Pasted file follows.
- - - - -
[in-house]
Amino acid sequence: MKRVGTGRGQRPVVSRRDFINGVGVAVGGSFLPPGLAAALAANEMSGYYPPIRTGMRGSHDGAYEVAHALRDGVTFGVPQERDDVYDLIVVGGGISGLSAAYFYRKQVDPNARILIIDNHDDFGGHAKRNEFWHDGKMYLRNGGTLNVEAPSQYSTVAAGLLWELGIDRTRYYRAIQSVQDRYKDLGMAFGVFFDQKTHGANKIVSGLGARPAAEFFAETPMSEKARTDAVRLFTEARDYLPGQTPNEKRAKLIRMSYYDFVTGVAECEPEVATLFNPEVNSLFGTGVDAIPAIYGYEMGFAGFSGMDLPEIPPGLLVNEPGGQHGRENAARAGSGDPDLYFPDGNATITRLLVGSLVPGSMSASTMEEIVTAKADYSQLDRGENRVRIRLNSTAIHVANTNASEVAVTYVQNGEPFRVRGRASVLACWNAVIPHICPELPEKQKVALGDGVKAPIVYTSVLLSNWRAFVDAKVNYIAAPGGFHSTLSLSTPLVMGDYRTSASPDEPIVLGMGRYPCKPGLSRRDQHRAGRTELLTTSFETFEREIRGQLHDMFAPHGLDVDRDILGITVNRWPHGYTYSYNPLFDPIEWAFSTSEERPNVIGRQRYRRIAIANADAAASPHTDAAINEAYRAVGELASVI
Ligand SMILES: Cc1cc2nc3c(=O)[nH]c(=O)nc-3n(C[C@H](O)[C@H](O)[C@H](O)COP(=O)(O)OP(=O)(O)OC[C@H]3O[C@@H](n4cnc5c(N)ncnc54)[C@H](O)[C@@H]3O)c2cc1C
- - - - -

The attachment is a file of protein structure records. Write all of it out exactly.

[in-house]
Amino acid sequence: MKRVGTGRGQRPVVSRRDFINGVGVAVGGSFLPPGLAAALAANEMSGYYPPIRTGMRGSHDGAYEVAHALRDGVTFGVPQERDDVYDLIVVGGGISGLSAAYFYRKQVDPNARILIIDNHDDFGGHAKRNEFWHDGKMYLRNGGTLNVEAPSQYSTVAAGLLWELGIDRTRYYRAIQSVQDRYKDLGMAFGVFFDQKTHGANKIVSGLGARPAAEFFAETPMSEKARTDAVRLFTEARDYLPGQTPNEKRAKLIRMSYYDFVTGVAECEPEVATLFNPEVNSLFGTGVDAIPAIYGYEMGFAGFSGMDLPEIPPGLLVNEPGGQHGRENAARAGSGDPDLYFPDGNATITRLLVGSLVPGSMSASTMEEIVTAKADYSQLDRGENRVRIRLNSTAIHVANTNASEVAVTYVQNGEPFRVRGRASVLACWNAVIPHICPELPEKQKVALGDGVKAPIVYTSVLLSNWRAFVDAKVNYIAAPGGFHSTLSLSTPLVMGDYRTSASPDEPIVLGMGRYPCKPGLSRRDQHRAGRTELLTTSFETFEREIRGQLHDMFAPHGLDVDRDILGITVNRWPHGYTYSYNPLFDPIEWAFSTSEERPNVIGRQRYRRIAIANADAAASPHTDAAINEAYRAVGELASVI
Ligand SMILES: Cc1cc2nc3c(=O)[nH]c(=O)nc-3n(C[C@H](O)[C@H](O)[C@H](O)COP(=O)(O)OP(=O)(O)OC[C@H]3O[C@@H](n4cnc5c(N)ncnc54)[C@H](O)[C@@H]3O)c2cc1C